Kashmir
Houses caught fire during a gun battle between security forces and militants in Shopian | PTI Photo by S Irfan
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Thousands turned out Sunday to protest at the encounter sites and clashed with security personnel.

New Delhi: Until Sunday, the Jammu & Kashmir government was looking forward to a peaceful summer in the Valley, where the season has brought deep turmoil since the killing of Hizbul commander Burhan Wani in July 2016.

But the prospect seems shaky now. Three encounters and subsequent clashes at Shopian and Anantnag in south Kashmir saw 12 militants, four civilians and three Army personnel being killed on Sunday.

In the aftermath, hospitals in Srinagar were teeming with protesters admitted with bullet and pellet injuries. Civilians were out on the streets protesting in several parts of Srinagar as well. Curfew and restrictions were in place in many parts of south Kashmir and Srinagar.

“The situation is bad in Shopian, Tral and the surrounding areas of south Kashmir,” the Centre’s special representative to the state, Dineshwar Sharma, told The Print. He had visited Tral and met six delegations on 30 March. “I feel pained by the deaths. The youth have to be taken into confidence. Without getting their confidence, we can definitely not normalise the situation,” he added.

Tension in the Valley

More than 30 militants, most of them new recruits, have been killed in the Valley in the first three months of 2018. Since Wani’s killing in Anantnag two years ago, south Kashmir, the hotbed of militancy, has also emerged as the epicentre of civilian protests against counter-insurgency operations.

Thousands had turned out Sunday to protest at the encounter sites, which triggered clashes with security personnel.

“The tensions are a result of the contradictory policies of different agencies, including the central and state governments,” Khurram Parvez, co-ordinator of Jammu and Kashmir Coalition of Civil Society (JKCCS), told ThePrint.

The anger among the masses, he said, was “only growing”, adding that the use of force by the state was nothing new. Parvez also blamed the recent encounters on the policy of security forces getting “rewarded” for militant killings, a charge the forces reject.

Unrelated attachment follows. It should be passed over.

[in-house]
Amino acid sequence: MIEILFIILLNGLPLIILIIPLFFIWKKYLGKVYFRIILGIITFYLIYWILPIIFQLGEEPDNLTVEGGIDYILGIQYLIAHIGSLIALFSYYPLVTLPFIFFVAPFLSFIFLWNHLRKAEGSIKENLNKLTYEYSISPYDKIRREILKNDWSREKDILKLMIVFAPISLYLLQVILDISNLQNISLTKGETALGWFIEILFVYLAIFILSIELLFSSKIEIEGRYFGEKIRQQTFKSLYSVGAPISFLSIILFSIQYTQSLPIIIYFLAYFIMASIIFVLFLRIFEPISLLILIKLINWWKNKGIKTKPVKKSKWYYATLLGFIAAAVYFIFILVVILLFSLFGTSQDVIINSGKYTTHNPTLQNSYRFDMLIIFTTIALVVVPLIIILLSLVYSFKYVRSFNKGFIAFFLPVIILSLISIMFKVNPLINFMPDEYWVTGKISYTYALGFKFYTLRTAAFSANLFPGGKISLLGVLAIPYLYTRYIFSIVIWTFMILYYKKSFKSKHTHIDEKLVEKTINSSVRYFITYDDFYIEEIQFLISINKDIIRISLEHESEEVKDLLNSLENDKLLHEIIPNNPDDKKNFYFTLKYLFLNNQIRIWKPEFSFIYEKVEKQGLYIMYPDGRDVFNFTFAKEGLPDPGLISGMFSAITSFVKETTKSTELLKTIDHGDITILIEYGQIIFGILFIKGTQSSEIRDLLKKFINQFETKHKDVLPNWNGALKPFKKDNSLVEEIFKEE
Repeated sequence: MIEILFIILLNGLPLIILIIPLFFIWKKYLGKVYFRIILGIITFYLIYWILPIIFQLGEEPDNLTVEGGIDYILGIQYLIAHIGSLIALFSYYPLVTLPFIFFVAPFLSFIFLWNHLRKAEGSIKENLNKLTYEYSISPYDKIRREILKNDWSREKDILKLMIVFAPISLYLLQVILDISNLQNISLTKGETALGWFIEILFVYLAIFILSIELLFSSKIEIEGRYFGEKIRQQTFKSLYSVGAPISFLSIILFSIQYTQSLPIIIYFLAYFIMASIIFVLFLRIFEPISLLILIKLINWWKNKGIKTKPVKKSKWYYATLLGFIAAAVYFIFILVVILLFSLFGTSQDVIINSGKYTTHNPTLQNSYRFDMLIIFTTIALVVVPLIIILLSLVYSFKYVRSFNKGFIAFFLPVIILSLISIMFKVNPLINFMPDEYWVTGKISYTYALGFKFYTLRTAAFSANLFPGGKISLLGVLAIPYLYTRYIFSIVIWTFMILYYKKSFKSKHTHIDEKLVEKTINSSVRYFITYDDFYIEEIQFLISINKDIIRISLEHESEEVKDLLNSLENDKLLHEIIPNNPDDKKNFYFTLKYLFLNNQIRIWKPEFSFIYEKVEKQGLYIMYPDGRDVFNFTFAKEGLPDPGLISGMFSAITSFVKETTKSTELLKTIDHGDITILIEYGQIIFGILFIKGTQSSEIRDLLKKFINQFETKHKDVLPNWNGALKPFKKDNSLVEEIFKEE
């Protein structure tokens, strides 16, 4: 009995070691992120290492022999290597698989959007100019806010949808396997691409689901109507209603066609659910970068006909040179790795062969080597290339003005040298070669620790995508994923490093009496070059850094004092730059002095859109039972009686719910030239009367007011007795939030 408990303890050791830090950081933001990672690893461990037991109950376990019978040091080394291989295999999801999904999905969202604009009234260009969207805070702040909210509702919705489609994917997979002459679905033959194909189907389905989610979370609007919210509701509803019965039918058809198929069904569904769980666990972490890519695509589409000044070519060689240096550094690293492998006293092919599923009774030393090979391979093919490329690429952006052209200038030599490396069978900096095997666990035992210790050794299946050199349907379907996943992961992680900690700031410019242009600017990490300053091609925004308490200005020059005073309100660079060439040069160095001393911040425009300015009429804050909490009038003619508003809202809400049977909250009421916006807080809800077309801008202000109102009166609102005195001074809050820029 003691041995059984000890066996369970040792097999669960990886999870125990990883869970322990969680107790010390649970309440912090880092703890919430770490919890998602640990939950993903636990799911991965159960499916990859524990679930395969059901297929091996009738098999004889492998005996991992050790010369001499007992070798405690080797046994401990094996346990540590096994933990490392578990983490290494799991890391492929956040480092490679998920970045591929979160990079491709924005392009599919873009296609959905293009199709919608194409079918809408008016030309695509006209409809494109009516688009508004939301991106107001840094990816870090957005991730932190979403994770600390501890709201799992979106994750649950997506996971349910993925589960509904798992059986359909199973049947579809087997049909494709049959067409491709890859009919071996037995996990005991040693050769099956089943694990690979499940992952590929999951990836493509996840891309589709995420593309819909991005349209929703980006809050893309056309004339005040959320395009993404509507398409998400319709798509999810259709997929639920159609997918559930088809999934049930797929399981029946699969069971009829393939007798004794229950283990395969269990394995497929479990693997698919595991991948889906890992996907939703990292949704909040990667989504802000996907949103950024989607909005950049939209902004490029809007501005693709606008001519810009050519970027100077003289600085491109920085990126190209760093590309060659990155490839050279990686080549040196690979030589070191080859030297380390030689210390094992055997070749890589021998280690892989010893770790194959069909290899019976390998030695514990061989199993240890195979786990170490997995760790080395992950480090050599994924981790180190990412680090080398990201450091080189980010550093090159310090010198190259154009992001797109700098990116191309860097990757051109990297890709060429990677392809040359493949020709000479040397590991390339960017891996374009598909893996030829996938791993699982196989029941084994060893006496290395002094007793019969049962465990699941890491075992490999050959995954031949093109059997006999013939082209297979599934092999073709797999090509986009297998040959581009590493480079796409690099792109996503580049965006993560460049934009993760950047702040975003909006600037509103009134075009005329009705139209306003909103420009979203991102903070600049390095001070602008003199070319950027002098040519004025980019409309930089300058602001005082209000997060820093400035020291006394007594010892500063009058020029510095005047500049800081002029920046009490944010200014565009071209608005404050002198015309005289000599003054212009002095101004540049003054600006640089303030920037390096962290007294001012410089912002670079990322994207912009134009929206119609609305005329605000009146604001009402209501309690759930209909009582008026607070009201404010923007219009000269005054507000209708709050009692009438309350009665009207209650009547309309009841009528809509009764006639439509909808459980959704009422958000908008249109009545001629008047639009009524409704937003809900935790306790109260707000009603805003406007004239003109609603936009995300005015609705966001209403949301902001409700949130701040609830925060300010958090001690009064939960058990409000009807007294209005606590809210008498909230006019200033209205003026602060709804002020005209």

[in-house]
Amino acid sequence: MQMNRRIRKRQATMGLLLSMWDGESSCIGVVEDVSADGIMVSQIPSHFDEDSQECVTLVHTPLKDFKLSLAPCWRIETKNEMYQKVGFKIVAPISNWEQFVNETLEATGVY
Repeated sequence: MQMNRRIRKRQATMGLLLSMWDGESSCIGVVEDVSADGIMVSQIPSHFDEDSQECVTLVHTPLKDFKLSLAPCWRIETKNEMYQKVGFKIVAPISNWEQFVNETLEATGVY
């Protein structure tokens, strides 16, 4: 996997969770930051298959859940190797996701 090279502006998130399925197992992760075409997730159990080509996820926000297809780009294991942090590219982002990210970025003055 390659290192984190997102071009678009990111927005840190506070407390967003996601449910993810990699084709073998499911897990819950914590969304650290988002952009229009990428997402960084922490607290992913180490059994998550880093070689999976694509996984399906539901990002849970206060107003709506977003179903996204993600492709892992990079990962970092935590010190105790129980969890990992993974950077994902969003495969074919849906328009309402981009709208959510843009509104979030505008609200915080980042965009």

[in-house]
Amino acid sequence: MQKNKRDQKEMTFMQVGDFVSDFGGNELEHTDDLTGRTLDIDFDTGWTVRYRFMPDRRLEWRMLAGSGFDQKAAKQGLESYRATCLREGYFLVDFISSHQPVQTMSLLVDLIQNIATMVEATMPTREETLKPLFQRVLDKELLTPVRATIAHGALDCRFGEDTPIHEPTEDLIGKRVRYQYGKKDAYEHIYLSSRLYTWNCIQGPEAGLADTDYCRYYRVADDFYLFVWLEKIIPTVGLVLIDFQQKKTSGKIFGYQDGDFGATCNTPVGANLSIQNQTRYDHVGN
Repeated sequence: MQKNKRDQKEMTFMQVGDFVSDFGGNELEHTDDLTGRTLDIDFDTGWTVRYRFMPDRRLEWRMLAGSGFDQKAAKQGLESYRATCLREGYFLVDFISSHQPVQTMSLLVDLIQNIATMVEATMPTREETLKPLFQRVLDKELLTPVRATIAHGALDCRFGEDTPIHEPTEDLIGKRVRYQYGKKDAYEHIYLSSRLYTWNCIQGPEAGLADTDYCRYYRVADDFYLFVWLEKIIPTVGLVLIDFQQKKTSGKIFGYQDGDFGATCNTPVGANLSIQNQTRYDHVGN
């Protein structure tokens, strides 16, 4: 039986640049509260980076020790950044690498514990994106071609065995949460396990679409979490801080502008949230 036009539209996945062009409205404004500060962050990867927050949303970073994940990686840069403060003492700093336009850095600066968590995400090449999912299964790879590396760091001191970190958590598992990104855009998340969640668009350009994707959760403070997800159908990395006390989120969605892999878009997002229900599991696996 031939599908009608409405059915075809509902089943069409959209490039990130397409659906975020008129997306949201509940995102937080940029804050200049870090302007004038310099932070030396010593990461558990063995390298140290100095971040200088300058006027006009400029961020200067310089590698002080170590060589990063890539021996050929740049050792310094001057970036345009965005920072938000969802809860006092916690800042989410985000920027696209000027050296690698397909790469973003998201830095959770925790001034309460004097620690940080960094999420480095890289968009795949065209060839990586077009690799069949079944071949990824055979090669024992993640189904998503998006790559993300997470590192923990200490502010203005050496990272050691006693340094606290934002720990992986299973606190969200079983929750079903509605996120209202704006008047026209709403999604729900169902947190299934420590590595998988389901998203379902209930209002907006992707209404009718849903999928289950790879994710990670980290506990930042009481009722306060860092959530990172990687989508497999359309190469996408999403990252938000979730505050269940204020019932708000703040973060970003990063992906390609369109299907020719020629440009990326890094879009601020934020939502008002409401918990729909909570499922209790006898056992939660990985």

A big achievement

The militants killed in Sunday’s encounters included two believed to be responsible for local Army officer Ummer Fayaz’s murder last year. In Kashmir on leave, Fayaz was dragged out of a wedding at his uncle’s house and shot in May.

Security agencies have called the current anti-militancy operations, carried out by a joint team of the Army, the CRPF and state police, as one of their biggest achievements.

Lieutenant General A.K. Bhatt, the general officer commanding of the Army’s Srinagar-based 15 corps, said the “kinetic operations against militants will continue”.

Central Reserve Police Force (CRPF) inspector general Zulfikar Hassan said the frequency of protests near encounter sites had increased. Appealing to locals to not come out of their homes during encounters, he said the tactic “will not stop” the forces from conducting operations and encounters.

Talking about the ground situation, Shopian superintendent of police (SP) A.S. Dinkar told ThePrint that civilians “exposed” themselves to stray bullets by coming out to protest during encounters.

“We do follow the standard operating procedure and try to engage with people, but why they engage in stone-pelting cannot be answered in one line. There are many factors,” he added.

‘No cause for worry’

Director General of Police Shesh Paul Vaid sought to dismiss fears the encounters would stoke another summer of unrest in the Valley. “The summer is going to be OK,” he said.

Shopian SP Dinkar added that the situation “is under control”. “We are always alert and not worried about the challenges. We are also in touch with the families of militants and very professional about it,” he added.

While chief minister Mehbooba Mufti has expressed grief about Sunday’s encounters, the opposition has criticised the state government for “causing a rage among the youth” that is leading them to join militancy in increasing numbers.

A shadow of disenchantment

Last week though, at a convention for travel agents organised by the state government to boost tourism, chief minister Mufti said “our country has left us alone”.

“There are many ways to deal with the situation in Kashmir but we are using only one measure — we are fighting guns with guns. However, someone has to treat those wounds that these guns cause as well, and the people of this country can do that,” she was quoted as saying by the Indian Express.

“The chief minister is saying that India has disappointed the people of Jammu & Kashmir…we have heard multiple policies, but there is no synchronisation in their efforts. Police, the CM and the Centre all have different agendas,” Parvez said.

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